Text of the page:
In early March, in the dead of the night, executives at a mid-sized pharmaceutical contract manufacturer in the US scrambled to make an SOS call to cyber professionals. The Indiana-based company had been targeted by a ransomware attack—hackers cut off access to the company’s data, demanding a ransom for it. If the company didn’t comply, the hackers threatened, the data would be leaked. 

The company lost access to its enterprise resource planning (ERP) servers, which host the massive application that integrates all processes required to run the business. The company didn’t have an efficient backup system either. Backups of data, ideally, need to be made as often as possible. In this case, the company’s backups were a month old. Losing control of ERP servers and the data contained within would bring the business to a crashing halt, impacting contractual obligations and possibly attracting regulatory action. 

The group behind the attack had Ukrainian links, and used a variant of the MedusaLocker MedusaLocker McAfee Threat Landscape Dashboard Read more malware to carry out the attack, said an executive who worked closely with the affected company and had knowledge of the incident. “The company paid close to US$100,000 to recover the ERP server data. Just when it thought the worst was over, a few days later, another server was encrypted and became inaccessible. Again, hackers threatened to sell data on the dark web,” the executive close to the company told The Ken

The company allegedly coughed up another US$20,000-30,000. The events went unreported.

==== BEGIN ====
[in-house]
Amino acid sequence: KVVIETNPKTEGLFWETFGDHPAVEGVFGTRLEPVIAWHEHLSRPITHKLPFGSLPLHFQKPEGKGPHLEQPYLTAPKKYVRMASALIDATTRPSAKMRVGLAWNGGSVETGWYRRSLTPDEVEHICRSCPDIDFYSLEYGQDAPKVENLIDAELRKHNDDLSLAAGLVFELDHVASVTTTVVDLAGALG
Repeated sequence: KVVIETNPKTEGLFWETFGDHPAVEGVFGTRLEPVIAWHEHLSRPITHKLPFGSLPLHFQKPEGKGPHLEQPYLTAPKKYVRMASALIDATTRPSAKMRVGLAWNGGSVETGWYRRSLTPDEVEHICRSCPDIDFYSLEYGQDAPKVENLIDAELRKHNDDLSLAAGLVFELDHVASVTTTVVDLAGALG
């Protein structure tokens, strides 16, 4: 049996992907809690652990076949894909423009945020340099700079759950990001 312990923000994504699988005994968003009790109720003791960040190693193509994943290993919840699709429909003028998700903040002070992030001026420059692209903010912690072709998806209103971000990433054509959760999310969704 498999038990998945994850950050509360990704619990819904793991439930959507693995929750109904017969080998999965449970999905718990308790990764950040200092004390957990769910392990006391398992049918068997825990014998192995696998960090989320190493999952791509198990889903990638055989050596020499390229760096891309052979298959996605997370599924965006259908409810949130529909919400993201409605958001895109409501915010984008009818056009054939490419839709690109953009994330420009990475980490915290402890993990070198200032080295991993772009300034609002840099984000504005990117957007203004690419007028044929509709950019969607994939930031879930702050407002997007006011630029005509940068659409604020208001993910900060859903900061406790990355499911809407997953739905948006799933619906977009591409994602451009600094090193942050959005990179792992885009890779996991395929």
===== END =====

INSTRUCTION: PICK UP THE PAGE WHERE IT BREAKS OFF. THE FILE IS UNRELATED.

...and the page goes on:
While the Indiana-based company had a costly escape, Mumbai-headquartered Navnit Group had bigger problems. On 21 April, Bengaluru-based employees of the automobile dealership noticed that something was amiss. 

Of the group’s 1,000 computers across 25 locations in the country, nearly half the systems couldn’t be accessed. The records of cars being serviced became inaccessible. “What really saved the company was the backup system in the disaster recovery site—which backs up data on a weekly basis,” an executive working closely with the company said. 

That, though, is where Navnit Group’s luck ended. The company had been hit hard by the pandemic. It was already struggling to pay salaries on time; it had no money to pay the ransom, said the executive.

Consequently, the hackers dumped the entirety of the stolen data in the public domain. According to claims made by the hacker group on the dark web, the data includes scans of passports and driver’s licences, financial documents, and corporate databases. The Ken could not independently verify the nature of the leaked data.

AUTHOR

Pratap Vikram Singh

Pratap is based out of Delhi and covers policy and myriad intersections with the other sectors, most notably technology. He has worked with Governance Now for seven years, reporting on technology, telecom policy, and the social sector.

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